The Good and Bad News About Video In Email Campaigns

If you’re glowing over a recently finished motion piece but realize you aren’t sure how to promote it by email, here’s the bad news:

It’s Not Possible to Email a Video in the Way You’re Hoping

In my experience, artists want to embed the video player in the email itself, as we do with images. So when a creative opens, they can click play and watch the video right from inside your email design.

You can embed videos on your blog, portfolio, or website – so why shouldn’t you be able to embed a video in your email campaign? Unfortunately, the programs – Apple Mail, Thunderbird, etc. – and websites – Gmail, Yahoo!, etc. – we use to view email aren’t nearly as standardized or advanced as the browsers we use to view videos. That presents a serious obstacle to making the video play.

To put it simply: email applications are still too primitive to play video. If you embed a video player in your campaign, contacts will likely see:

  • A white box with an error message
  • A still image
  • A blank gap in your campaign
  • Nothing at all – because their email client may have junked it entirely!

Until our email applications become as advanced as our ambitions, embedding a video player in your email campaign isn’t a viable option. Even animated GIFs, those rudimentary moving images, don’t display reliably. But that doesn’t mean there aren’t some nifty, skillful ways to promote your video work via email.

Alternative Ways to Promote Video in an Email Campaign

1. Take a screenshot of the video player paused on a particularly compelling still from your video – you can even overlay a higher-quality still in an image-editing program like Photoshop. Link the image to your video, so that contacts who click are taken to your website (or Vimeo/Youtube) with the real video player.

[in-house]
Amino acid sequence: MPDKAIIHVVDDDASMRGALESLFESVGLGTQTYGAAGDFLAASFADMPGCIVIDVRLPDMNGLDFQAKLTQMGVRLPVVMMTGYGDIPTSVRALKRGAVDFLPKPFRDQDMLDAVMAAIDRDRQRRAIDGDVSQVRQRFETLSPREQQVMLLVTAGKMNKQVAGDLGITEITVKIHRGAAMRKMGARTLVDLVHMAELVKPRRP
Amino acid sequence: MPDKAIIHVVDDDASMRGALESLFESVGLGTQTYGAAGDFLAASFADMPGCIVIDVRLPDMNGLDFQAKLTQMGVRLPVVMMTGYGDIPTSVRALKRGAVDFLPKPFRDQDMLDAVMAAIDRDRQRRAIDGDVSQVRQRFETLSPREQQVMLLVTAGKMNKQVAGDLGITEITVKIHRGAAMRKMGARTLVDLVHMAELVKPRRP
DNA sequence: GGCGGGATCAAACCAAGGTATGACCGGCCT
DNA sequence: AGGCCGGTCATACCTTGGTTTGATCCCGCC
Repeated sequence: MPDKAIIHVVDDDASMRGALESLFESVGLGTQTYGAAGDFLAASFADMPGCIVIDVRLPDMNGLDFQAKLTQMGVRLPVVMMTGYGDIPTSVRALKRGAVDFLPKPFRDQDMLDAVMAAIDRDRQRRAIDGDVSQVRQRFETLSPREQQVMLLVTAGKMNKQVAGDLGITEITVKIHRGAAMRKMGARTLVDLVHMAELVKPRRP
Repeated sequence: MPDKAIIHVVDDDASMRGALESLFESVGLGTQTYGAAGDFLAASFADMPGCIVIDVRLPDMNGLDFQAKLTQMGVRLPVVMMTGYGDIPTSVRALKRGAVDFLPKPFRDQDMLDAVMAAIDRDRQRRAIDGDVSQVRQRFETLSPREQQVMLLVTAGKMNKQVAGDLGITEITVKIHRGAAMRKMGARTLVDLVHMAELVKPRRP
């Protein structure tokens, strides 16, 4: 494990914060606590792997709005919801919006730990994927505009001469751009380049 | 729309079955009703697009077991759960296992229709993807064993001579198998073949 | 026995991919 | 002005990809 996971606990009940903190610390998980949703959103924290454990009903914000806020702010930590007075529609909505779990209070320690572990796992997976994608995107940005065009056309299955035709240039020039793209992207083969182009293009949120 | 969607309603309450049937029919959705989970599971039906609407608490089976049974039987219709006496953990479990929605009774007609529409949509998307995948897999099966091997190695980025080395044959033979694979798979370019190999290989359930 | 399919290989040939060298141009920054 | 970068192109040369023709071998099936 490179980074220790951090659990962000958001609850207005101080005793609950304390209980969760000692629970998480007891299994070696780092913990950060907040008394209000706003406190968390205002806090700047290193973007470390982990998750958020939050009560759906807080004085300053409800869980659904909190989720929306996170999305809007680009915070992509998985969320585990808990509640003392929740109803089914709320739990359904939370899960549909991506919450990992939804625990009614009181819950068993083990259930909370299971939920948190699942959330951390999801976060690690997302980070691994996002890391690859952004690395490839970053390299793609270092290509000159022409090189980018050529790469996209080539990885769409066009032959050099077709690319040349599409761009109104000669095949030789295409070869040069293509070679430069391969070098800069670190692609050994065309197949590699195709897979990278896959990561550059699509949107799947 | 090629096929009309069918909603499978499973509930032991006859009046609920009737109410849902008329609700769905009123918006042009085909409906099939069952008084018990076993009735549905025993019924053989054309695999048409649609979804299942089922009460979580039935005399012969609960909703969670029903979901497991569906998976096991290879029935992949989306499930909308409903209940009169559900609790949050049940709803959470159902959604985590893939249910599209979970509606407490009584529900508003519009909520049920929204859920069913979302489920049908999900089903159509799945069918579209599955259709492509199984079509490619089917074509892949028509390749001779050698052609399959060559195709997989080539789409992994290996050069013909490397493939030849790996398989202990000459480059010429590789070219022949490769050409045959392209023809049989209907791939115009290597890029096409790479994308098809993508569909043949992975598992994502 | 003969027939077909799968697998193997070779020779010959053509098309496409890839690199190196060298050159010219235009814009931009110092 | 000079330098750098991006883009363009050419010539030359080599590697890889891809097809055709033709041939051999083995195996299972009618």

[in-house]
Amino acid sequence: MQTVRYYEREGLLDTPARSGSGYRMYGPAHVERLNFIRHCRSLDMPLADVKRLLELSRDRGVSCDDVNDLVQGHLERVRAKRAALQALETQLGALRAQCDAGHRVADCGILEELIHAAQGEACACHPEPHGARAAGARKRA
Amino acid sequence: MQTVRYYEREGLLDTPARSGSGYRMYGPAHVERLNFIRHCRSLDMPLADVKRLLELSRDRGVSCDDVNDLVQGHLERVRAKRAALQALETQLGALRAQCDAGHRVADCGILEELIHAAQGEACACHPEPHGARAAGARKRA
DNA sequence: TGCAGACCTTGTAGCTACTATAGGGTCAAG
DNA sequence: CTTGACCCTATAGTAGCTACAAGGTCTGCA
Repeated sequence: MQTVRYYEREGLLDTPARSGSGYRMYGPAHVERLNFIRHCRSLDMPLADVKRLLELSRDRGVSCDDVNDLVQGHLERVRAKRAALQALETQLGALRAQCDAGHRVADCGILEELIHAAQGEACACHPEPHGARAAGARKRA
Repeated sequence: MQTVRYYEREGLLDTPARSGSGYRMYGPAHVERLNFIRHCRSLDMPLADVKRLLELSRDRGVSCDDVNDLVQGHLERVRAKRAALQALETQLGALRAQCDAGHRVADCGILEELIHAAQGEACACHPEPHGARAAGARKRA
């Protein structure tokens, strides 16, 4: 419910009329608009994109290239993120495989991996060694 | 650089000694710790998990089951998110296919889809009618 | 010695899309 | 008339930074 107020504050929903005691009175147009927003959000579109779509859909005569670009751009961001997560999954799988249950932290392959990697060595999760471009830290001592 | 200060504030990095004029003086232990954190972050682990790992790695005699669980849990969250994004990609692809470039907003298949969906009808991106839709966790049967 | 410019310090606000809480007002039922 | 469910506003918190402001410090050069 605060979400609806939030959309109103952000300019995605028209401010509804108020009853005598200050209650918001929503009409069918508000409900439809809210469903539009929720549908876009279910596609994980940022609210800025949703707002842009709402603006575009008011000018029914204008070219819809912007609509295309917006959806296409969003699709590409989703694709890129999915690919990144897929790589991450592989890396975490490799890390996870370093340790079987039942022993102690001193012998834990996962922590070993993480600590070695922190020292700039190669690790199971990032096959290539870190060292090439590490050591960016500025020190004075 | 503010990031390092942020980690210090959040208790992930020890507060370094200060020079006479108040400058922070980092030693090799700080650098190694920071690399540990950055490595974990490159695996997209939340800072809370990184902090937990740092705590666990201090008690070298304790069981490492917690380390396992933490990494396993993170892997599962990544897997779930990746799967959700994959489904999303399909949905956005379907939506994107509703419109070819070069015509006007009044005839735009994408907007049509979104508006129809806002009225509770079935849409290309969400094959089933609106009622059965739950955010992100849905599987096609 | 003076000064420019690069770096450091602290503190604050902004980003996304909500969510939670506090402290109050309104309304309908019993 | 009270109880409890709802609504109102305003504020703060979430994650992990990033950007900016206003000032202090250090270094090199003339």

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Photo credit: Sri Devi Nrithyalaya

2. Just add a play button. Instead of including an image of the entire video player, use your usual image size and design and merely overlay a play button on the image. It won’t look like a real video player, but contacts will still understand they must click to watch.

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3. Artfully arrange some captivating stills. Just as you might showcase several related images on a single page on your portfolio, arrange some stills from your video into a single image and include a play button or “watch video” call-to-action in your design.

The Marketing Lab Video in Email Marketing Campaigns for Photographers and Illustrators 03 resized 600

4. Design a “movie poster” for your video. This should consist of a striking still, a title, and a short tagline about the nature of your video.

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Don’t forget to host your video on an attractive landing page. If possible, avoid linking directly to Vimeo or showing your video on a blank white browser window. Embedding it in your portfolio or on your blog will allow viewers to soak in your branding and easily access more of your work.

So although you can’t embed a video directly in an email campaign, promoting your video by email is a worthy pursuit. Just remember to show off your best stills, indicate that it’s a video – either in text or with a play button – and include a call-to-action that describes the video and asks recipients to watch it.

To learn more about email standards, visit the Email Standards Project.

Melissa Pang

Melissa Pang was Agency Access' copywriter, with several years under her belt working with artists at FoundFolios and The ADBASE Group. Melissa loves a good adverb, keeps one eye (or two) on the advertising industry and has a soft spot for illustration.

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